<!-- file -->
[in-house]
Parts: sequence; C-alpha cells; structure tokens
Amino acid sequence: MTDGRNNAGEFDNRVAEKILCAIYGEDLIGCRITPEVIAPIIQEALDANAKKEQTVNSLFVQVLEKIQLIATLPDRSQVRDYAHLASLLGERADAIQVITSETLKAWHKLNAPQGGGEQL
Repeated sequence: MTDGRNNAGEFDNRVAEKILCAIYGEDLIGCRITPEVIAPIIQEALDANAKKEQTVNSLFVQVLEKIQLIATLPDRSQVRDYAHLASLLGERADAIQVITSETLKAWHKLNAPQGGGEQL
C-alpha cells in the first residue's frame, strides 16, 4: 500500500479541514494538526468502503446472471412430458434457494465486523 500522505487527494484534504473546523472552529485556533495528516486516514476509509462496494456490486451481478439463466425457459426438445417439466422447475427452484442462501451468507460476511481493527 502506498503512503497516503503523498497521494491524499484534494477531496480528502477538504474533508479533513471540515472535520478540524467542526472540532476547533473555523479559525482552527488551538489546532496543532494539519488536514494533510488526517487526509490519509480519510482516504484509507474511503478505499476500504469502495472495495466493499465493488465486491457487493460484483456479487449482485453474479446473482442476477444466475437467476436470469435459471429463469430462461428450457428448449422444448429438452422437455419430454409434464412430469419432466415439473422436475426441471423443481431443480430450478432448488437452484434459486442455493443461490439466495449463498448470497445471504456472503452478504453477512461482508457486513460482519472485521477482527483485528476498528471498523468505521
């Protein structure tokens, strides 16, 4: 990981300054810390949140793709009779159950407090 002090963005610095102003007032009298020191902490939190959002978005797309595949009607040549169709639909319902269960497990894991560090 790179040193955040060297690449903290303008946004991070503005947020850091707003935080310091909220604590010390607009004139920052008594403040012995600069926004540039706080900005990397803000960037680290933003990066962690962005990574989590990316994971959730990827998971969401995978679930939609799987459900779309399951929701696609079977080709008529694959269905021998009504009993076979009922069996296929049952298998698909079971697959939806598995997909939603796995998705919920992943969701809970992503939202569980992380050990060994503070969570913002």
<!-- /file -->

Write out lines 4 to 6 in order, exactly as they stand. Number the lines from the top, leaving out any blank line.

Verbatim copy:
Repeated sequence: MTDGRNNAGEFDNRVAEKILCAIYGEDLIGCRITPEVIAPIIQEALDANAKKEQTVNSLFVQVLEKIQLIATLPDRSQVRDYAHLASLLGERADAIQVITSETLKAWHKLNAPQGGGEQL
C-alpha cells in the first residue's frame, strides 16, 4: 500500500479541514494538526468502503446472471412430458434457494465486523 500522505487527494484534504473546523472552529485556533495528516486516514476509509462496494456490486451481478439463466425457459426438445417439466422447475427452484442462501451468507460476511481493527 502506498503512503497516503503523498497521494491524499484534494477531496480528502477538504474533508479533513471540515472535520478540524467542526472540532476547533473555523479559525482552527488551538489546532496543532494539519488536514494533510488526517487526509490519509480519510482516504484509507474511503478505499476500504469502495472495495466493499465493488465486491457487493460484483456479487449482485453474479446473482442476477444466475437467476436470469435459471429463469430462461428450457428448449422444448429438452422437455419430454409434464412430469419432466415439473422436475426441471423443481431443480430450478432448488437452484434459486442455493443461490439466495449463498448470497445471504456472503452478504453477512461482508457486513460482519472485521477482527483485528476498528471498523468505521
């Protein structure tokens, strides 16, 4: 990981300054810390949140793709009779159950407090 002090963005610095102003007032009298020191902490939190959002978005797309595949009607040549169709639909319902269960497990894991560090 790179040193955040060297690449903290303008946004991070503005947020850091707003935080310091909220604590010390607009004139920052008594403040012995600069926004540039706080900005990397803000960037680290933003990066962690962005990574989590990316994971959730990827998971969401995978679930939609799987459900779309399951929701696609079977080709008529694959269905021998009504009993076979009922069996296929049952298998698909079971697959939806598995997909939603796995998705919920992943969701809970992503939202569980992380050990060994503070969570913002």